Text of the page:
Atiqa was born in Sopore in 1940 and raised in a culture of learning and knowledge. Her two aunts were schoolteachers, and so was her elder sister. Atiqa too became a teacher in her 20s and then spent many years in villages teaching in government schools. She is single, a rare occurrence in Kashmir even now, and she had to fight against the odds most of her life. “It was an awkward position for me. I had to live differently than I would have (if I had married). I had to balance my life in many ways, but I never lost confidence in myself or felt weak within. And people always supported me and respected me,” she says.
The string instrument rabab.
When Atiqa was director, libraries, the staff worked meticulously. “She would enforce regular attendance to ensure that the staff were always on time. And she always kept an eye out for even a penny’s corruption,” says Bashir Ahmad, a librarian in Srinagar who worked with her.
At Meeras Mahal, Atiqa works with a team of six young people who go to various villages to search for artefacts and then catalogue and preserve them. Most of them are found by word of mouth. Though most artefacts come free, they sometimes have to pay for them. Their costliest purchase is a 9ft coffin acquired from a mosque in a village in Baramulla for Rs 6,000. “It weighed a tonne. Maybe more than that. And it is more than a hundred years old,” says Imtiyaz Ahmad, a team member who transported the coffin to the museum. Just above the massive coffin dangles a small basket with three strings. “It is a baby’s crib,” Atiqa says. “I kept them together.”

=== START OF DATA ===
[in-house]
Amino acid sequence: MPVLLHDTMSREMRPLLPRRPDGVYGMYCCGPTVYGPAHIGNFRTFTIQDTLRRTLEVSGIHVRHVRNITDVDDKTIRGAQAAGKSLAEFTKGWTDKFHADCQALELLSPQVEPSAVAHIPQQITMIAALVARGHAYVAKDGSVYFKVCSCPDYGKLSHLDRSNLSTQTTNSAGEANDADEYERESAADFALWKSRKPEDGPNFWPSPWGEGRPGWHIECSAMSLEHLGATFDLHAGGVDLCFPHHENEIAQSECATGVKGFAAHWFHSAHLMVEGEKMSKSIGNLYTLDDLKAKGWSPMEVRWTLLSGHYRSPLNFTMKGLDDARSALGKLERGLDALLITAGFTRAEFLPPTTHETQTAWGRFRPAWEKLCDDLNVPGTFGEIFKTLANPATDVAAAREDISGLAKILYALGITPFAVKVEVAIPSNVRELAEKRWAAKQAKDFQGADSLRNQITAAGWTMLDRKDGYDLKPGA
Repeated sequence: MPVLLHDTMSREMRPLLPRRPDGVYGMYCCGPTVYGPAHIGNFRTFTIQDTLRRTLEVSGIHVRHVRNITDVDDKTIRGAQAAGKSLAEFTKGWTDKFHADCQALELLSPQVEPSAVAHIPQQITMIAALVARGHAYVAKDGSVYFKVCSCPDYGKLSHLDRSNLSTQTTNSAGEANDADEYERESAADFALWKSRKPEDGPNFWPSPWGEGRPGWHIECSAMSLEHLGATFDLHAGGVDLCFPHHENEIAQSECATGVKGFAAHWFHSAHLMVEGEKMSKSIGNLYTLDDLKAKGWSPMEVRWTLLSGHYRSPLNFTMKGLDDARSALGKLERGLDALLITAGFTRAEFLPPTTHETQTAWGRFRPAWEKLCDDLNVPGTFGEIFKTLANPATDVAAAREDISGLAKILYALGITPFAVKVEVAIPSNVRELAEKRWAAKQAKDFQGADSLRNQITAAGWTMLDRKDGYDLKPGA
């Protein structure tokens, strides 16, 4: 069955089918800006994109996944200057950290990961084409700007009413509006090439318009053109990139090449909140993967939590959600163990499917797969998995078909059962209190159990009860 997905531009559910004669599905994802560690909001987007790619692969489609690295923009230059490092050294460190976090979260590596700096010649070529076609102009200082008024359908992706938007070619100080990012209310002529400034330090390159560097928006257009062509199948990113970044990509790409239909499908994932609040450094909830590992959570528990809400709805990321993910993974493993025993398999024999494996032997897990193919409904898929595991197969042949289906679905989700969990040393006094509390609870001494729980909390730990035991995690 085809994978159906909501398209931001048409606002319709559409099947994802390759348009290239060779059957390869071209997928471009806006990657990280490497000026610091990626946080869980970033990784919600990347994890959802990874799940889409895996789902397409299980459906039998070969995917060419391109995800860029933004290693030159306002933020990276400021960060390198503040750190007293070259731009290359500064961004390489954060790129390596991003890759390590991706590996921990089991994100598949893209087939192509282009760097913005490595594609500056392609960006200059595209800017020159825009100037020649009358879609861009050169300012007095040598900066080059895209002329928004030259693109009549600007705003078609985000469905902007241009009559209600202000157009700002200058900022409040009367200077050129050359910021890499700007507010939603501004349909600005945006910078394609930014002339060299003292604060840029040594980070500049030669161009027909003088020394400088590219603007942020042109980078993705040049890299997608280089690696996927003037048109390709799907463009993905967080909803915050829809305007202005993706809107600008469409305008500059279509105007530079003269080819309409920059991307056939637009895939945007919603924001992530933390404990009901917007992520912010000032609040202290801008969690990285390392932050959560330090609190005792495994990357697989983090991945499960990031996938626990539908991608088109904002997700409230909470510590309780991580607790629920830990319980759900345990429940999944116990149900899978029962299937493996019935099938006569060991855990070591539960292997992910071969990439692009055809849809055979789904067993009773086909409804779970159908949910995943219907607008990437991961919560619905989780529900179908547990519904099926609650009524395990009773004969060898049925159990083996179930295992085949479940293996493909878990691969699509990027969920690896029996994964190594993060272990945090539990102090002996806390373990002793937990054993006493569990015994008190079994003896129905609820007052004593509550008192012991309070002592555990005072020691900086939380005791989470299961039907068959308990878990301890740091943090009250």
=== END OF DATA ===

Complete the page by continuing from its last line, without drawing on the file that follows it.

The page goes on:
Over the years, they have gathered numerous religious texts—mostly Hindu, Muslim and Buddhist. And there are nikah papers from the early 20th century and tonga permits from 1960s and 1970s. There are personal letters, locks and keys, baskets, and a treasure of earthenware.
Last month, when Atiqa displayed some of the artefacts at the Sangarmaal mall in Srinagar, she was overwhelmed by the response. For 10 days from 9am-9pm, she says, the room was filled with people. “Boys, girls, old men and women. Everyone came. It was much, much more than I had expected,” says Atiqa. What excited her was the surprise of boys and girls at the sight of things they knew the names of, but had never seen.
“This is almost like a guillotine. It works in the same way,” one of the visitors at her exhibition exclaimed on seeing an old rat trap.
Meeras Mahal is funded by the Kashmir Women’s College of Education in Sopore, a BEd college, but with the state now shutting down most BEd colleges, this funding might stop. “We will have to do something on our own, the government is not interested in these projects,” says Atiqa.
In Kashmir, Shri Pratap Singh Museum, the state’s only important museum, has been constructing a state-of-the-art building over the last several years. It houses the swords of kings, gilded in gold, and shahtoosh shawls—more a museum of Kashmir’s grandeur than the dark history of its people.
The histories of a people, Atiqa believes, hide deep in the silos where they once concealed a little of their grain from the king’s soldiers; it lies not in the queen’s flowing dresses but in an old woman’s tangled hair caught up in the teeth of a comb. In Atiqa’s three-storey building, history lies scattered on unpolished tables and hangs from rusted nails.